“We realized the mistakes we made in decades past,” she said. “It’s costly to build this way.”

In 2020, Saratoga decided against annexing the property into city limits. The move would have opened a path for Mountain Winery owner Bill Hirschman to build the sort of higher-density project that counties tend to reject and instead encourage in cities, so that new housing goes in near existing roads, schools and jobs.

But Bay Area cities have largely resisted building new homes.

“The default scenario in California for decades has been to build housing on agricultural land or out in the periphery, because cities won’t allow you to build it within their boundaries,” said Matthew Lewis, communications director of California YIMBY, a pro-housing group.

Now, rather than being able to plan for where new houses go, the builder’s remedy is forcing new haphazard development, he said.

“It delivers the housing that the area needs, but it doesn’t give cities the ability to do the kind of planning that they should be doing,” Lewis said. That could involve rezoning areas near transit to accommodate more housing — not stretching out city boundaries farther.

Alice Kaufman, policy director for environmental nonprofit Green Foothills, takes a photo near Saratoga, Calif., Friday, April 19, 2024. Kaufman is concerned about “builder remedy” projects threatening Bay Area farmland and hillsides, like the one proposed at Mountain Winery in unincorporated Santa Clara County. (Karl Mondon/Bay Area News Group)

Despite pushback from environmentalists and some housing advocates, the developers proposing such subdivisions reject the “sprawl” label.

Robin Baral, a land use attorney with Hanson Bridgett, is working on several projects in Santa Clara County.

“These are places adjacent to city limits, where cities have proposed annexation for decades — but for political or other reasons those annexations never happened,” Baral said. “They are responsibly planned.”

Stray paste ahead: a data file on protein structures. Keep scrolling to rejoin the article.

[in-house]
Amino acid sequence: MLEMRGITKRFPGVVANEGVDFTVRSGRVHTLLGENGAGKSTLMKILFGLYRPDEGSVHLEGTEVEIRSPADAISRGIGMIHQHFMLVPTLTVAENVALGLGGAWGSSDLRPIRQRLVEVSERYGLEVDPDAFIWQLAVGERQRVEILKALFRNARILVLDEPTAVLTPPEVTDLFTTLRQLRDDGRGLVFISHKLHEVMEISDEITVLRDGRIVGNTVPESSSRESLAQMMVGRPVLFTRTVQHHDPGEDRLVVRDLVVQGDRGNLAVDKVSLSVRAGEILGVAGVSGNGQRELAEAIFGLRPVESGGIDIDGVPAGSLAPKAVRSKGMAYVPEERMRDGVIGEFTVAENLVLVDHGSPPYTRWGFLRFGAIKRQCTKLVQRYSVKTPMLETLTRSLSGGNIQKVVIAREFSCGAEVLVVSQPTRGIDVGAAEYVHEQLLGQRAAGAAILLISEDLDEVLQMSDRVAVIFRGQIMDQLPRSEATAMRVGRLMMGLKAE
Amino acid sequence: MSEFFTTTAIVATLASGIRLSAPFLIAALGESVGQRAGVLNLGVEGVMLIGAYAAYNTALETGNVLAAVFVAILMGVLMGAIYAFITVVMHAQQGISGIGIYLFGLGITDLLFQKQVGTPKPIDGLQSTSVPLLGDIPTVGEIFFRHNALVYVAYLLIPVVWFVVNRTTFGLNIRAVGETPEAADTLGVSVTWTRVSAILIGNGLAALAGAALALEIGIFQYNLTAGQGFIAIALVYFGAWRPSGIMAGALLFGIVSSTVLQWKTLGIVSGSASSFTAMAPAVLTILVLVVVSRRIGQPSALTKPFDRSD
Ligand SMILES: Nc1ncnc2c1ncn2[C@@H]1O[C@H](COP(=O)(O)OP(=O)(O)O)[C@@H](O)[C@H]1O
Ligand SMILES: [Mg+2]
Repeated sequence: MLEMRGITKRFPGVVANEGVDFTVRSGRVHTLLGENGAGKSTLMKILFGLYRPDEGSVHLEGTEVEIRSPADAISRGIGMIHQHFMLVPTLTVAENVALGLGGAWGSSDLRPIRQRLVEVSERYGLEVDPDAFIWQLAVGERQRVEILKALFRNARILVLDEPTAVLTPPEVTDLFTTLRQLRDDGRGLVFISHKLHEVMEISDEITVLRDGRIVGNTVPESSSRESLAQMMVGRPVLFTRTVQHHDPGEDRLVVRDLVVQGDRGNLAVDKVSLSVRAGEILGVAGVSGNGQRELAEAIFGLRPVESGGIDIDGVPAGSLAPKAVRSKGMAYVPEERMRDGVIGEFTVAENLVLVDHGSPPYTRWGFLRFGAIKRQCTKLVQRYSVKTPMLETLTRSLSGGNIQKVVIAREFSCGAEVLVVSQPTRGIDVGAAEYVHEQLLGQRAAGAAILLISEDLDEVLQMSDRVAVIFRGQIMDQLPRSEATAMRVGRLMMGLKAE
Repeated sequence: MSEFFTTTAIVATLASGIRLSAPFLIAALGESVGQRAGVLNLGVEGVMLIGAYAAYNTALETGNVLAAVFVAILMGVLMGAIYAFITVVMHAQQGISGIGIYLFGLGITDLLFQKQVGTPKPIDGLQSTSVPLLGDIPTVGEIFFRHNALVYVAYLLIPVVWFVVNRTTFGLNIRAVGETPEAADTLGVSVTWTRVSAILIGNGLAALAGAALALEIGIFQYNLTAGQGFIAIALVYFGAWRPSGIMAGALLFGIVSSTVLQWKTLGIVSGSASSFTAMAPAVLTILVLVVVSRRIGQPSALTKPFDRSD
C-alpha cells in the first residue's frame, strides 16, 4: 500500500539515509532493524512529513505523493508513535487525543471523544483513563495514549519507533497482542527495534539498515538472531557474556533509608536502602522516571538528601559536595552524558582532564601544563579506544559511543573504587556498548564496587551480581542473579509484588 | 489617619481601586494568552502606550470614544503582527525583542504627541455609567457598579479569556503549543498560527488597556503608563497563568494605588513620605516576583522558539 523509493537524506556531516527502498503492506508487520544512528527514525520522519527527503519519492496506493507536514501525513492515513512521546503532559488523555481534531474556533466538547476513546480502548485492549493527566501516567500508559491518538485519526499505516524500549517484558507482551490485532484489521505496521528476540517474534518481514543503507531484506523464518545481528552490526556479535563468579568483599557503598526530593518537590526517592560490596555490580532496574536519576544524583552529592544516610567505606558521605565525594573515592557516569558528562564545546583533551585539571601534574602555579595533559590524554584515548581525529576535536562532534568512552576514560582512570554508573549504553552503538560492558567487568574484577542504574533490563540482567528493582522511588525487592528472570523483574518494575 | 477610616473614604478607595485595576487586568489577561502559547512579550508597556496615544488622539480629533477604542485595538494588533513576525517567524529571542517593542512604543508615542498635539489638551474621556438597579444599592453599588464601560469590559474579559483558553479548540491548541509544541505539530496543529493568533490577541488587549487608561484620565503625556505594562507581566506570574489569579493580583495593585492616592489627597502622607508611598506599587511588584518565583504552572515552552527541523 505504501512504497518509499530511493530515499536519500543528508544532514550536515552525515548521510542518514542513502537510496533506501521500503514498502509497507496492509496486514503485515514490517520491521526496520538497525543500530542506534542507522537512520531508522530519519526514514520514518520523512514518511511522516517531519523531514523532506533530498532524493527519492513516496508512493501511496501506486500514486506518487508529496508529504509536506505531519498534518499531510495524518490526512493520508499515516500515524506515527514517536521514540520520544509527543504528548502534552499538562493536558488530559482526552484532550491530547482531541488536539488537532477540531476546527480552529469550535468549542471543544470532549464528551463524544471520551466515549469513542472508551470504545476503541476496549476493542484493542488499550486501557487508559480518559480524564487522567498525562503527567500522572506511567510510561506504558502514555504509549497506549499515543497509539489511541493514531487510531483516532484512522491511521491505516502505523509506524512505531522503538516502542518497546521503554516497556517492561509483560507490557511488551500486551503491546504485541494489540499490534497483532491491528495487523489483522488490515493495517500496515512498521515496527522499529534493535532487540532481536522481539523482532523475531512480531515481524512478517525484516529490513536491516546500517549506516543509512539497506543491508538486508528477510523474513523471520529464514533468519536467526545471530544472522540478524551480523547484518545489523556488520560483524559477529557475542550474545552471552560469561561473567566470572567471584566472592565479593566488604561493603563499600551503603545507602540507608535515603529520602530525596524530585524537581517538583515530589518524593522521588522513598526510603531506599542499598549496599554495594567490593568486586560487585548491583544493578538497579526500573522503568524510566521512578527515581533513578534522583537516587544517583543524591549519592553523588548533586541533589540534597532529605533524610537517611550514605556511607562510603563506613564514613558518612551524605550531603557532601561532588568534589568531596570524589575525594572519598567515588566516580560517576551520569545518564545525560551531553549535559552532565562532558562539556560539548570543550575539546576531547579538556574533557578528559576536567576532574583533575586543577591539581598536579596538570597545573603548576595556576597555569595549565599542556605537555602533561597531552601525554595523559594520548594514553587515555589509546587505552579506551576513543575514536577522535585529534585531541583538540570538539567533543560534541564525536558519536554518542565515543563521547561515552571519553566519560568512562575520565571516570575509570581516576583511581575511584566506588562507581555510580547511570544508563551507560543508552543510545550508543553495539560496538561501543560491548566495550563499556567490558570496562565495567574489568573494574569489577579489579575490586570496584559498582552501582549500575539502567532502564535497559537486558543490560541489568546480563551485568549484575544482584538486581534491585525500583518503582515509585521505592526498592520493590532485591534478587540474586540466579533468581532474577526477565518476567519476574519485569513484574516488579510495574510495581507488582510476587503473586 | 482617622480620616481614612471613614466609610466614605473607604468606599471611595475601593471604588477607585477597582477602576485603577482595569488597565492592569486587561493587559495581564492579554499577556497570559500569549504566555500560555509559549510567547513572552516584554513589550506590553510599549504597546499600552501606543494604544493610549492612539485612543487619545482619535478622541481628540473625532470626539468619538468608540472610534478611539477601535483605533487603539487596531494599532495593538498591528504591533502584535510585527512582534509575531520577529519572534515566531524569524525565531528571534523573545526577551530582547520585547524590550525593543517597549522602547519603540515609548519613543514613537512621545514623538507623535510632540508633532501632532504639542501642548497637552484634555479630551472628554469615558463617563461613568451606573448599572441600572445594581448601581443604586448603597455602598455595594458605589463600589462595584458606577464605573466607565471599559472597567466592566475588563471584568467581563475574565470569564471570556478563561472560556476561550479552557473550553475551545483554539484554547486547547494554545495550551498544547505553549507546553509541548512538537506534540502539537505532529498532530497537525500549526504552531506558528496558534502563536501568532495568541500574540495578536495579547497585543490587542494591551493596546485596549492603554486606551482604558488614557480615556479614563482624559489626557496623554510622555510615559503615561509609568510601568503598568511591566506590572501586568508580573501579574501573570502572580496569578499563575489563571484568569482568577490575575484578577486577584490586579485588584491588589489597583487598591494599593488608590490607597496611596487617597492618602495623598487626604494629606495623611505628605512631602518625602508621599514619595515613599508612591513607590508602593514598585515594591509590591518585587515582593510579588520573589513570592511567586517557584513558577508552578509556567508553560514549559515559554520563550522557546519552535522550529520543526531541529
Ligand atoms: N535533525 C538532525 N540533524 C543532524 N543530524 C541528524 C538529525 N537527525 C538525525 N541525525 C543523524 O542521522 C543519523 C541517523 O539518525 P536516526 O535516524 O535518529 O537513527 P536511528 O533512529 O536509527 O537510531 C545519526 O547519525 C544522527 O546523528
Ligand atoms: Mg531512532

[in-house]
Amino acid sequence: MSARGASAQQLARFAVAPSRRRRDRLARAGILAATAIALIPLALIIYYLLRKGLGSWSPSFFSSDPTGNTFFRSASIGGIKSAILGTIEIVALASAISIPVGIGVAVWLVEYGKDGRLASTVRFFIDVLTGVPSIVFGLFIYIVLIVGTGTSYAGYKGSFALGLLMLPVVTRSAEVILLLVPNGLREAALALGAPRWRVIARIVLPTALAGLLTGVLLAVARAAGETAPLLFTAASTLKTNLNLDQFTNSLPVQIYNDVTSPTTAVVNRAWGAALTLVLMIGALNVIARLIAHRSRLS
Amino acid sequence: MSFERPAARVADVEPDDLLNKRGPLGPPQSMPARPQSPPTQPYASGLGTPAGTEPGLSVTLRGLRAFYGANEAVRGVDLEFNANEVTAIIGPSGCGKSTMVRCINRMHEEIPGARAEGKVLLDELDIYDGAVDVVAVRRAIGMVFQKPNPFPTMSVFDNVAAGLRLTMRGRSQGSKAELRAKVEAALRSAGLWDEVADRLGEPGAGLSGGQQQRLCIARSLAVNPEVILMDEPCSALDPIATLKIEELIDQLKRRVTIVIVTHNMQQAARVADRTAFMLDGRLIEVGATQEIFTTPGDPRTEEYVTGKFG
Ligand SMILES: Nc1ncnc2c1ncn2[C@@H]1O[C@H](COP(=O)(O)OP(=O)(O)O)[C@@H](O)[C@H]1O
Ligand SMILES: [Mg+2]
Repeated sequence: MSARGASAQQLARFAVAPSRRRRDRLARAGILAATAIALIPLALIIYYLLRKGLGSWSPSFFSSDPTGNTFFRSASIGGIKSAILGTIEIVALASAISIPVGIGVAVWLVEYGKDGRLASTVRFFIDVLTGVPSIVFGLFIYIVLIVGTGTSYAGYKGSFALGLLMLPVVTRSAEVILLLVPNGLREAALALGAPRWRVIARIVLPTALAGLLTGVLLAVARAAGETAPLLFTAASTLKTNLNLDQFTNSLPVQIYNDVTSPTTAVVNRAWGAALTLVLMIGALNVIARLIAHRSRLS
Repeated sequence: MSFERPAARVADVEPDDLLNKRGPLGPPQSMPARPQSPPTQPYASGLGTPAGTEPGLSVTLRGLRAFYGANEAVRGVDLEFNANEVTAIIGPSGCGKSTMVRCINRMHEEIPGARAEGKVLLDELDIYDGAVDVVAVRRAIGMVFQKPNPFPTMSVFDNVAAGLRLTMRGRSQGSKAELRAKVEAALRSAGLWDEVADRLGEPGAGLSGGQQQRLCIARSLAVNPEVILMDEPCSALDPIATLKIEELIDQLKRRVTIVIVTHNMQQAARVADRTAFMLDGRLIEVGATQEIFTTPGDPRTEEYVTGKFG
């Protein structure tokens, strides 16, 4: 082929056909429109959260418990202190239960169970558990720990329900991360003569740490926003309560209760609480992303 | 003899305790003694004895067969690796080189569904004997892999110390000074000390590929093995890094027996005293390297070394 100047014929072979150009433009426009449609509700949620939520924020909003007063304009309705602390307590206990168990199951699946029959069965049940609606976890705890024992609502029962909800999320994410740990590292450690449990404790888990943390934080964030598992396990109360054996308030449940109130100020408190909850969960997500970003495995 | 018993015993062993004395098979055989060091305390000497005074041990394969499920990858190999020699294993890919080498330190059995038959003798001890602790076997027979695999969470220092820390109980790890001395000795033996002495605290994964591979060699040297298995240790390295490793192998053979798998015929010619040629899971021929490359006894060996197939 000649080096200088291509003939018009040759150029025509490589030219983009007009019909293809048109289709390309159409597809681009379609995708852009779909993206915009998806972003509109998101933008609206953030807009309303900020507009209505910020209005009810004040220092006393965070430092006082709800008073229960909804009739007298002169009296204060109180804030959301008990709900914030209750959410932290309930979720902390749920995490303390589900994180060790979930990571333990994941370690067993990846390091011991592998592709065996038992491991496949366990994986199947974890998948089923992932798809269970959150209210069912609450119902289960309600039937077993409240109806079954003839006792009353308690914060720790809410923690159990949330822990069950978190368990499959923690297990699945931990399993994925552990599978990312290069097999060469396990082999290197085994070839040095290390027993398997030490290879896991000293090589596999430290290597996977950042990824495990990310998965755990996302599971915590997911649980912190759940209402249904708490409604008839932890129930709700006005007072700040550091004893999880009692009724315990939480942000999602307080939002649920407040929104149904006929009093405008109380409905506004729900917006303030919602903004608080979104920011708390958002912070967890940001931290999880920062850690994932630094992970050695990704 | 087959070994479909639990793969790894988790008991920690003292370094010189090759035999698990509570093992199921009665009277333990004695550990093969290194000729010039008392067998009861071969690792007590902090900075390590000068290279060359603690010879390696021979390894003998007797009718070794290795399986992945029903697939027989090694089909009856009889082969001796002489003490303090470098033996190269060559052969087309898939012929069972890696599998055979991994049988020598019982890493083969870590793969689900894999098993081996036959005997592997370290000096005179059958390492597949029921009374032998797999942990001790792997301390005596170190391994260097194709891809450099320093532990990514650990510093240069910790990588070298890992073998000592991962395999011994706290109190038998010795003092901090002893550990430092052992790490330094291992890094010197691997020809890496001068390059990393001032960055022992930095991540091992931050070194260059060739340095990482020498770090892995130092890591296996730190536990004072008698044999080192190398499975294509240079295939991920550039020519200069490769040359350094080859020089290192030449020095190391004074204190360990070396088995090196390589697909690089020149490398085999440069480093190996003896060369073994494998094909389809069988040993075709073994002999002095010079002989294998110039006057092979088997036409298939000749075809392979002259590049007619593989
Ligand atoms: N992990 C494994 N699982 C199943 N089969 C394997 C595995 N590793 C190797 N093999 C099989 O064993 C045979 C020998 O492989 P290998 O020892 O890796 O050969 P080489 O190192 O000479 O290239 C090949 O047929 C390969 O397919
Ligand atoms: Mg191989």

Real estate investment firm Mana Investments is behind the proposed subdivision at Andy’s Orchard near Morgan Hill.

“We could have put in 1,500 homes, but we’re only doing 374 because we’re trying to blend it with the fabric of the neighborhood,” said Mana Managing Partner Orville Power. “If we lived there, that’s what we would want to see.”

Ciro Casa, a farm hand at Andy's Orchard prunes nectarine treats in Morgan Hill, Calif., Wednesday, Feb. 26, 2020. (Karl Mondon/Bay Area News Group) Ciro Casa, a farm hand at Andy’s Orchard prunes nectarine treats in Morgan Hill, Calif., Wednesday, Feb. 26, 2020. (Karl Mondon/Bay Area News Group)

While the project may seem like it doesn’t fit within the setting of nearby farms right now, the city of Morgan Hill has already approved hundreds of homes nearby — national homebuilders Toll Brothers and Tramell Crow control two of the adjacent lots, and Live Oak High School is located just across the street.

“It’s not that there is never going to be housing here,” Power said. “It’s just a matter of time.”

Local governments can shut down builder’s remedy projects that are truly in the middle of nowhere — the provision doesn’t apply for housing that would be located on farmland or open space, that is also surrounded on two sides by agricultural land, or if there is not adequate water or sewer service for the project.

Whether these projects actually move forward remains to be seen. Although the builder’s remedy is meant to prevent cities and counties from denying such projects based upon their local zoning, jurisdictions have still been holding up projects in lengthy environmental reviews and, sometimes, litigation, causing some to doubt how effective the provision is in driving new housing.

Whether it’s through builder’s remedy or their own planning process, Power says, counties and cities are going to have to find some way to build the housing the state says they need.

“Santa Clara County has been traditionally just set up to approve small subdivisions — now, the state says they have 3,200 homes they need to build,” Power said. “They can’t stuff them all into San Jose — they have to be spread around the county.”